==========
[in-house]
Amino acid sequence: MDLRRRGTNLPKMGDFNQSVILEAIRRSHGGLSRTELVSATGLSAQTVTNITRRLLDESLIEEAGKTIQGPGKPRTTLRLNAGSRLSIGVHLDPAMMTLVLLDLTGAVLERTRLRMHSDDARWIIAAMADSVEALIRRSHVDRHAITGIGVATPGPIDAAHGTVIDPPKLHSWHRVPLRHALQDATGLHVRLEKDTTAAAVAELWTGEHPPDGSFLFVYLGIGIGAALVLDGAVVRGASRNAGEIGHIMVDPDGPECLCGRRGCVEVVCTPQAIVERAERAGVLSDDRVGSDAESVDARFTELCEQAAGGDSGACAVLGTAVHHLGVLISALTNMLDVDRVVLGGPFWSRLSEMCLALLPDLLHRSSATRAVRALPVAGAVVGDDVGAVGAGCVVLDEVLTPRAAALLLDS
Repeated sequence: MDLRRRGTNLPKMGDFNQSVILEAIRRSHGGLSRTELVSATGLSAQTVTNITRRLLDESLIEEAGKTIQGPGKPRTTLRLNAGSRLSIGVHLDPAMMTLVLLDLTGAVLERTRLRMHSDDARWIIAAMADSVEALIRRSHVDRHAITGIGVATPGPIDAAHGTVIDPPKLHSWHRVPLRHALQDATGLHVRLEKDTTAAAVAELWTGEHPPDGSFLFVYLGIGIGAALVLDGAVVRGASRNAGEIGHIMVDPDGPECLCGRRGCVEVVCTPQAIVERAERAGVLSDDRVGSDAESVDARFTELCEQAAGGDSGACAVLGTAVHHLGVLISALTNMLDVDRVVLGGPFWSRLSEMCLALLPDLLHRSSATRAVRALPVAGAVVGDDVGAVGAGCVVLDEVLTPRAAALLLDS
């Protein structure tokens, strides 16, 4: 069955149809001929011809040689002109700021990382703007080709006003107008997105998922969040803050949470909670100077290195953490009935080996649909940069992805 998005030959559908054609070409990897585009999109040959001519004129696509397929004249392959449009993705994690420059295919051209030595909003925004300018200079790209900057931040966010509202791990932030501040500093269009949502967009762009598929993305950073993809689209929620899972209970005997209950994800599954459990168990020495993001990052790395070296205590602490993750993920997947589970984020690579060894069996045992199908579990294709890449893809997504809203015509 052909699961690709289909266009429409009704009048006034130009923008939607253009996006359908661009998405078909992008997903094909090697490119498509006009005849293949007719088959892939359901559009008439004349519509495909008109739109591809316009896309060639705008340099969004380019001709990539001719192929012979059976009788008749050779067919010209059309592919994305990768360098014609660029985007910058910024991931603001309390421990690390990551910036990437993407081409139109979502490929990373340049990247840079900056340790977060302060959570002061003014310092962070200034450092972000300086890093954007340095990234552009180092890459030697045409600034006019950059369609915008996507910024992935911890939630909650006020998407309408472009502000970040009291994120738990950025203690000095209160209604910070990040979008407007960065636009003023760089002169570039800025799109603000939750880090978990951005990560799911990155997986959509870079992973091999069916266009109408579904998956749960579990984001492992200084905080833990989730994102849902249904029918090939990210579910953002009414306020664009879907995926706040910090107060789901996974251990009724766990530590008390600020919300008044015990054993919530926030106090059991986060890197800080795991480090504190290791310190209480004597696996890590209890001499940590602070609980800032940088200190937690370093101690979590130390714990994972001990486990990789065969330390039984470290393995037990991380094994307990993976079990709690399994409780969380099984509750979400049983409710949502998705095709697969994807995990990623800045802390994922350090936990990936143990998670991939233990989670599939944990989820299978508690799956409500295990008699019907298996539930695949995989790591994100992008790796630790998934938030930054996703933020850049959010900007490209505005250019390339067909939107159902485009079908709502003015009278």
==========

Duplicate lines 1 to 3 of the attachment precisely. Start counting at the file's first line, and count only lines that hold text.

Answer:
[in-house]
Amino acid sequence: MDLRRRGTNLPKMGDFNQSVILEAIRRSHGGLSRTELVSATGLSAQTVTNITRRLLDESLIEEAGKTIQGPGKPRTTLRLNAGSRLSIGVHLDPAMMTLVLLDLTGAVLERTRLRMHSDDARWIIAAMADSVEALIRRSHVDRHAITGIGVATPGPIDAAHGTVIDPPKLHSWHRVPLRHALQDATGLHVRLEKDTTAAAVAELWTGEHPPDGSFLFVYLGIGIGAALVLDGAVVRGASRNAGEIGHIMVDPDGPECLCGRRGCVEVVCTPQAIVERAERAGVLSDDRVGSDAESVDARFTELCEQAAGGDSGACAVLGTAVHHLGVLISALTNMLDVDRVVLGGPFWSRLSEMCLALLPDLLHRSSATRAVRALPVAGAVVGDDVGAVGAGCVVLDEVLTPRAAALLLDS
Repeated sequence: MDLRRRGTNLPKMGDFNQSVILEAIRRSHGGLSRTELVSATGLSAQTVTNITRRLLDESLIEEAGKTIQGPGKPRTTLRLNAGSRLSIGVHLDPAMMTLVLLDLTGAVLERTRLRMHSDDARWIIAAMADSVEALIRRSHVDRHAITGIGVATPGPIDAAHGTVIDPPKLHSWHRVPLRHALQDATGLHVRLEKDTTAAAVAELWTGEHPPDGSFLFVYLGIGIGAALVLDGAVVRGASRNAGEIGHIMVDPDGPECLCGRRGCVEVVCTPQAIVERAERAGVLSDDRVGSDAESVDARFTELCEQAAGGDSGACAVLGTAVHHLGVLISALTNMLDVDRVVLGGPFWSRLSEMCLALLPDLLHRSSATRAVRALPVAGAVVGDDVGAVGAGCVVLDEVLTPRAAALLLDS